A large beast came out of the corridor, jaws dripping stinking goo. Its hairy skin was covered in sores and its cloven hoofs ended in sharp claws. It came toward us, belly almost touching the ground, its forked tail swishing, the small round pupils of its eyes fixed unblinkingly on us.
Naudin shouted a spell that must’ve come from his belly, a deep, hollow incantation. The monster hesitated, then uttered a heart-rending snarl and crept nearer, its tail now still as the Tipred’s stern flag.
I formulated the loudest mindscream I could manage and cast it out into the world. Anyone out there – help! Wastrels at the crypt!
Kellani, he has no idea how much his dull life in the navy is about
mighty jinn and liberating Kalbakar Keep makes him aware of his past
– and his future.
the defender of Bodrus the Sleeping God. Quite a change for a
one-handed seventeen-year-old, five-feet-plus ship’s boy.
aided by the jinn and a bunch of pirates, threaten the Sleeping God’s
safety. As Bodrus’ defender, Eskandar is the one to foil their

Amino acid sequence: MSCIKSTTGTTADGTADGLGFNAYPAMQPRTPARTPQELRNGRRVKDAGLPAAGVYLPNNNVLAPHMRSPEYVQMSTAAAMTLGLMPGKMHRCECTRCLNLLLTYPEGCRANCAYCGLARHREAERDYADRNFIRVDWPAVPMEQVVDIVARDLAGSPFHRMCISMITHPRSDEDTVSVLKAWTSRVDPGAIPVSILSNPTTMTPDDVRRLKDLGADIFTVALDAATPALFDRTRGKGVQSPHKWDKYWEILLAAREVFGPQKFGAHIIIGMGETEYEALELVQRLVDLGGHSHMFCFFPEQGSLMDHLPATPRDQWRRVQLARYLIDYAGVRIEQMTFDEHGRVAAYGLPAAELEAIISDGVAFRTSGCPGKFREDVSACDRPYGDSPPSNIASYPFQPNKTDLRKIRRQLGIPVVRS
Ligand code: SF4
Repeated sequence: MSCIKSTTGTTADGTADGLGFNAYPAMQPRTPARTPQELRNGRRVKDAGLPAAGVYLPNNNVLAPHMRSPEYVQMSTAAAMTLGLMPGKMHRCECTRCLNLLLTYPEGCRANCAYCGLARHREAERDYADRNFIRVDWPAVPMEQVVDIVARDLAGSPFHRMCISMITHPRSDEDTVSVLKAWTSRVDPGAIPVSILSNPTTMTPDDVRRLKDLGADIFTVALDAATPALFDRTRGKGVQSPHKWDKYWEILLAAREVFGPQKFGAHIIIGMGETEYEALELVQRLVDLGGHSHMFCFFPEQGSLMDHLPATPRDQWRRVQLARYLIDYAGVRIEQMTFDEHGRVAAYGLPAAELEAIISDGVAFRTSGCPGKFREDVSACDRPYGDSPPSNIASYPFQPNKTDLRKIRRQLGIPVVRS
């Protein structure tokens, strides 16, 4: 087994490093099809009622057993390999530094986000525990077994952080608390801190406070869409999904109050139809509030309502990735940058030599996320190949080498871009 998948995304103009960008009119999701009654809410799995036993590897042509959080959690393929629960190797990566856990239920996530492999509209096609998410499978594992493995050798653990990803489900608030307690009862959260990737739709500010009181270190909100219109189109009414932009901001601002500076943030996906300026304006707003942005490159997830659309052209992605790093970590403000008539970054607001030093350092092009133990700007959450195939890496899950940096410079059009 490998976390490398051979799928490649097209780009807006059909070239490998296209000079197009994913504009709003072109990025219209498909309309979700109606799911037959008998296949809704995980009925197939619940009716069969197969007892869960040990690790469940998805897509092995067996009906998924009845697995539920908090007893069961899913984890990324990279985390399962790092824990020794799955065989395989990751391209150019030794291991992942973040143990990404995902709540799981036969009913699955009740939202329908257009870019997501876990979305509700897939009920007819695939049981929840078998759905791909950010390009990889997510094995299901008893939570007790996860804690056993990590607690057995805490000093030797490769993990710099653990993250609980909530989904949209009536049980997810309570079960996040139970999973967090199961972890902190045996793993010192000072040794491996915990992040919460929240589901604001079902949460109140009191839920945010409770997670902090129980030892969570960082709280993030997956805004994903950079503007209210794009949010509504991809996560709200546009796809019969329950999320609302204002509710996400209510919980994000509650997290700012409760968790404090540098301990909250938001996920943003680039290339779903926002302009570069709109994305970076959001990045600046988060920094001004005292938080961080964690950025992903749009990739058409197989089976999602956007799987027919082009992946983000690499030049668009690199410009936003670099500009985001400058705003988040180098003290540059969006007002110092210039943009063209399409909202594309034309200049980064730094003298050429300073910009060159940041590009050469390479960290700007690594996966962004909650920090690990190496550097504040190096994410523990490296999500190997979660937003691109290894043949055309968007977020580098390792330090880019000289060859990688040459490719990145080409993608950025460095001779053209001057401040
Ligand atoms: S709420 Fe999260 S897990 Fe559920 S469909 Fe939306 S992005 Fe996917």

plans. But for that he needs an army. An army of kids…
Pasandir, a grand fantasy adventure in a world of wyrms, steamships,
magic and mayhem!
‘They’re not the same kids,’ Naudin said one evening as he and I stood watching a massive game of tug-of-war on the little beach beside the fort. ‘They’re much more disciplined.’ He grinned. ‘In a good way, I mean; not like the navy’s trained monkeys. They look healthier, too.’
‘What a bit of exercise can do,’ I said slyly. Naudin had lost weight as well, and I would have sworn he’d even grown an inch or more.
He snorted. ‘A bit! I’m getting thin I tell you. It’s disgraceful! I’m a mage, not a brawn. I like being comfortable…’ He fell silent and stared over my shoulder.
‘What’s wrong?’ Surprised at his strange expression, I turned around.